My Other Epic

June 23, 2015

Two women compete for the affection of the Aztec empire’s greatest warlord.



More Worries About Achilles

June 7, 2015

…….Was I fraternizing with the enemy? Did my conduct pose a threat to Troy’s survival? How could it? Whether I was with Achilles or not, nothing we did here changes what is happening at Troy at this moment. And if we are separated once we get back, what we have done has no more relevance and cannot influence what will then occur.       -Polyxena


To Resist Achilles or Not?

June 1, 2015

We shared an affinity for each other, while knowing this could only result in unhappiness and heartbreak for us both if we succumbed to our basic instincts. So we resisted our impulses, the strain of our exertions very much evidenced in our glances. I wished at times that he would just seize me, take his pleasures with me, ending all my hesitations over this, and through this release me from my obsessive cravings. The question paramount in my mind, and I think also in his, was whether to submit to our impellent inclinations or continue resisting these, thereby depriving us of what we most desired.  – Polyxena

Meeting Achilles

May 26, 2015

…He removed his helmet and let his fair hair wave freely from its confines, shaking his head. He was, by any measure, a most handsome man with an almost beautiful face, if such a description might be applied toward that gender. He again looked me in the eye, revealing no particular emotion. “I am Achilles,” he said.




On the Amazon Commander, Antiope

May 20, 2015

She was a strikingly beautiful woman -even Helen would have found serious competition in her- and had an aura of authoritativeness about her that made it obvious she was in charge.   Polyxena on first seeing Antiope, her love before meeting Achilles.

Page One…

May 4, 2015

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My name is Polyxena. I am the last of the five daughters born to Hecuba, second wife of King Priam of Troy. My older sisters are Ilione, wife of the Thracian lord, Polymnestor; the chaste Cassandra; Creusa, wife of Aeneas of the Dardanians, allies of our city in our long war with the Greeks; and the lovely Laodice, married to the Greek Telephus of the Tegeans so he would not involve himself in this costly war. Were it not for Laodice, I would be regarded the most beautiful of King Priam’s daughters.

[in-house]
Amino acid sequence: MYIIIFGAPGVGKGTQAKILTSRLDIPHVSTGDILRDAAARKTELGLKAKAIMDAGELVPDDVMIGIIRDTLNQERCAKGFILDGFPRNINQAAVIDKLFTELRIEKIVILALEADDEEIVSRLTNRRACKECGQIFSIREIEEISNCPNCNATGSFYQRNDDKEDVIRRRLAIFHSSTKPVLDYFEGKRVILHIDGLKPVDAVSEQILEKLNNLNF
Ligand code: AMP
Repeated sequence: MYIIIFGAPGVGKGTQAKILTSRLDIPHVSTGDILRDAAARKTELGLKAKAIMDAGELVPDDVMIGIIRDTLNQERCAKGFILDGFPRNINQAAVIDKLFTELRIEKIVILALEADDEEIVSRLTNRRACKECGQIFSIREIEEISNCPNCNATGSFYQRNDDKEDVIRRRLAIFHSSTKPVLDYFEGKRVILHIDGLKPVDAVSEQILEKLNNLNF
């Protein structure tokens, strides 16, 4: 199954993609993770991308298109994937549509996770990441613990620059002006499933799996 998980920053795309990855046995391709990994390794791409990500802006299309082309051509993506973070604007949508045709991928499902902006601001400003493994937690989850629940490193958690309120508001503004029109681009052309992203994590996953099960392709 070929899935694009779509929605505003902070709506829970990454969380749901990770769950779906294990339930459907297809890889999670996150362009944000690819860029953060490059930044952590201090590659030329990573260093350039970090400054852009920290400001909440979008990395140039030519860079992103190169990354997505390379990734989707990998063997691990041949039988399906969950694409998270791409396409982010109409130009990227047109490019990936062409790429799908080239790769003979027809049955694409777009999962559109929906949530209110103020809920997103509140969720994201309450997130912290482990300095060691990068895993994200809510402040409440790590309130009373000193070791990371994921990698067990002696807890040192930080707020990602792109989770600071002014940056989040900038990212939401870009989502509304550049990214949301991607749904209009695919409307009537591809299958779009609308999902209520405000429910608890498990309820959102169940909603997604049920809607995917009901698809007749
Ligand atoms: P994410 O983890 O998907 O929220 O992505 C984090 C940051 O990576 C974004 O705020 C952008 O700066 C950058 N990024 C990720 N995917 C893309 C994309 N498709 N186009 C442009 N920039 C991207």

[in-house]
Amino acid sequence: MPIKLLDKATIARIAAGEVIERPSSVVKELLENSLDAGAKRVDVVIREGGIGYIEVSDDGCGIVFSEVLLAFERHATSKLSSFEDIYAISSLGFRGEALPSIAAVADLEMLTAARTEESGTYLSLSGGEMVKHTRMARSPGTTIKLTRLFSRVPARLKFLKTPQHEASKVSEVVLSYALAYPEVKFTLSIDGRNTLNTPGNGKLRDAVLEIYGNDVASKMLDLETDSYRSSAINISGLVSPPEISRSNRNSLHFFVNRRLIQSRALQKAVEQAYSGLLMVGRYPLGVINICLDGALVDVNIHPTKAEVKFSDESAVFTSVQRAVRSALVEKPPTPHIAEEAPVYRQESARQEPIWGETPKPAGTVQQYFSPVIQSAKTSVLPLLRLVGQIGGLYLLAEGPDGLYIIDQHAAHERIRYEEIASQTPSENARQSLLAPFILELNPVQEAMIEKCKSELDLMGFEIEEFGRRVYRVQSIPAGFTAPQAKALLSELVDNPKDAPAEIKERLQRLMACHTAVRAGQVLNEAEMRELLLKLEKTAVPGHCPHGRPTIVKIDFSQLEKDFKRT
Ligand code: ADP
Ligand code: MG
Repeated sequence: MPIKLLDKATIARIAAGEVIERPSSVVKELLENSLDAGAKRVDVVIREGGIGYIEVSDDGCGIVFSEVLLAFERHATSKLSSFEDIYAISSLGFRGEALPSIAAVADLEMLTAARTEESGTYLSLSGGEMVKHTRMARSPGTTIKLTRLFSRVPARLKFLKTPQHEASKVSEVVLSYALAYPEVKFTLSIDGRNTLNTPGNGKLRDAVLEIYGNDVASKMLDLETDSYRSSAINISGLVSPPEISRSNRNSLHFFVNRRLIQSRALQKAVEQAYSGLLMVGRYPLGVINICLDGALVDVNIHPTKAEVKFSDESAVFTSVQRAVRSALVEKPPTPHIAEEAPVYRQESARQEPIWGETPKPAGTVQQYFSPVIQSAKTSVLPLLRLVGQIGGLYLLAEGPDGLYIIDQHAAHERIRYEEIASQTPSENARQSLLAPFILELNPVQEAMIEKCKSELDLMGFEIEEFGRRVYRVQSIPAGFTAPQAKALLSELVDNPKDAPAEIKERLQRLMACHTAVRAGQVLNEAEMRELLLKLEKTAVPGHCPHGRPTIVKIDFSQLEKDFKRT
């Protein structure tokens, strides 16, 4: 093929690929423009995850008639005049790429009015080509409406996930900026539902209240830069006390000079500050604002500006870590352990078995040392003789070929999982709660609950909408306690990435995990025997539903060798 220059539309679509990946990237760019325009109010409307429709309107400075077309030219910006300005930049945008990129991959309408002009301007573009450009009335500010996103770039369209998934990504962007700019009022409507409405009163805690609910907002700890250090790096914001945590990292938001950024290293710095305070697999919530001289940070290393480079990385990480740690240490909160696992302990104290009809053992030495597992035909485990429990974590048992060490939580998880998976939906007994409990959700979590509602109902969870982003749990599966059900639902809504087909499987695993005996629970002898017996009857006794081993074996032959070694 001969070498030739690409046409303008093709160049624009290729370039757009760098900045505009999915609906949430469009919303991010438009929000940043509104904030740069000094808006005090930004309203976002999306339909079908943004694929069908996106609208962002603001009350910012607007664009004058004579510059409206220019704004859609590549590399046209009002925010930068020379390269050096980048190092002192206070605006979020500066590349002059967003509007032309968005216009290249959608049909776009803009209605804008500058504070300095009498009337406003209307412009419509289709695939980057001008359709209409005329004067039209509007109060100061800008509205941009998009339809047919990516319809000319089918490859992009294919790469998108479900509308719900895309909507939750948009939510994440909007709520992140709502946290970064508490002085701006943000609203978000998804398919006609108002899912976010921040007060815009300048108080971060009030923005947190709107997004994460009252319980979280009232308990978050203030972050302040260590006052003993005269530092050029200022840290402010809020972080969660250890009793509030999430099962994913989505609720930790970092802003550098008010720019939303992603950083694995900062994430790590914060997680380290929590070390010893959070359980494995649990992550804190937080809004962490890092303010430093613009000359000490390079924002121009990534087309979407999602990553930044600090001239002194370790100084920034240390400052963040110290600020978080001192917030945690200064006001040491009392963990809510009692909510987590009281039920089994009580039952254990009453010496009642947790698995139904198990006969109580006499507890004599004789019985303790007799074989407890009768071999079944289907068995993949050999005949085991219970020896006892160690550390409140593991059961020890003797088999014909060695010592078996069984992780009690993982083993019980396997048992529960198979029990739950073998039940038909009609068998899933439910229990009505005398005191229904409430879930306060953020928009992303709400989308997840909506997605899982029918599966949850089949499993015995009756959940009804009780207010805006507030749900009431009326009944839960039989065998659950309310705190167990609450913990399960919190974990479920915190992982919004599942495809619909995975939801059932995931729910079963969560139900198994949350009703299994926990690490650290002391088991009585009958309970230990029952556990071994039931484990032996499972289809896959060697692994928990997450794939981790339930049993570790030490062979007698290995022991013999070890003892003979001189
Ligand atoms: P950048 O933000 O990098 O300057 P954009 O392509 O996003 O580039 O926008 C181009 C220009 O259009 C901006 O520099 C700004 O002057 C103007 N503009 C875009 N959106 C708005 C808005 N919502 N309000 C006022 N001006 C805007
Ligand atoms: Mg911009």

I have many brothers: Hector, Paris, Helenus, Deiphobus, Polites, Troilus, and Polydorus being the more notable among them. Rather I should say I have but one brother, for the others were slain, three by none other than great Achilles himself. Troilus fell earlier in the war, slain by Achilles before his famed falling-out with Agamemnon. Polydorus, the youngest and most beloved of my parents, who was forbidden to participate in the fighting but inadvertently found himself caught up among our warriors during one of the many battles waged back and forth before the city, was struck down by a spear cast by that mighty Greek.

And there was Hector, the hope of our city, whose prowess and strength endeared him to all, most especially to my father—oh, how we depended on him!—slain before the city walls in single combat with Achilles, in full view of us. Who can forget the sight of his body dragged behind the wheels of the victor’s chariot? Then Paris fell, and later Deiphobus, when our….

…interested in reading more? My book is available for purchase here. 

Neoptolemus Slays Polyxena

February 29, 2012

For The Curious

March 3, 2011

I thought I would give a quick run-down on what happened to some of the characters in my novel after Polyxena’s death as mentioned in the Trojan myths. None of this is in my story (which ends abruptly at her death), but might be of interest to anyone who’s into Greek mythology.  I am speaking of the captive Trojan women.

Andromache, Hector’s wife and Polyxena’s friend, was claimed by Neoptolemus (in my novel as compensation for the loss of Polyxena) and appears to have been treated well by him.  They went to Epeirus after Troy and she bore him three sons, but was ultimately abandoned by him when he married Hermione, Helen’s daughter.  He turned her over to Helenus, Priam’s only surviving son, who became a strong ally.  Helenus took on the role as guardian of Andromache’s children and she bore him a son, Cestrinus.  Later (I assume after Helenus’s death) she went to Mysia with her son Pergamus (by Neoptolemus), who conquered the city of Teuthrania and renamed it Pergamon.  Andromache’s descendants ruled in Epeirus for many generations and she had a shrine at Pergamon.  

Cassandra, Polyxena’s clairvoyant sister, as has been mentioned in a previous blog, was claimed as a concubine by Agamemnon.  There is an interesting aspect to this story, in that she is said to have borne him two sons, Teledamos and Pelops, and yet, on arriving at Mycenae, she and her sons were murdered, along with Agamemnon, by the king’s wife, Clytemnestra and her lover, Aegisthus.  This suggests that, like Odysseus, Agamemnon had a rather long voyage back to Mycenae from Troy.  By some accounts he was slain by his jealous wife because of his love for Cassandra; she saw her as threat to the throne.   Cassandra was buried near Amyclae, where she had a shrine under the name Alexandra.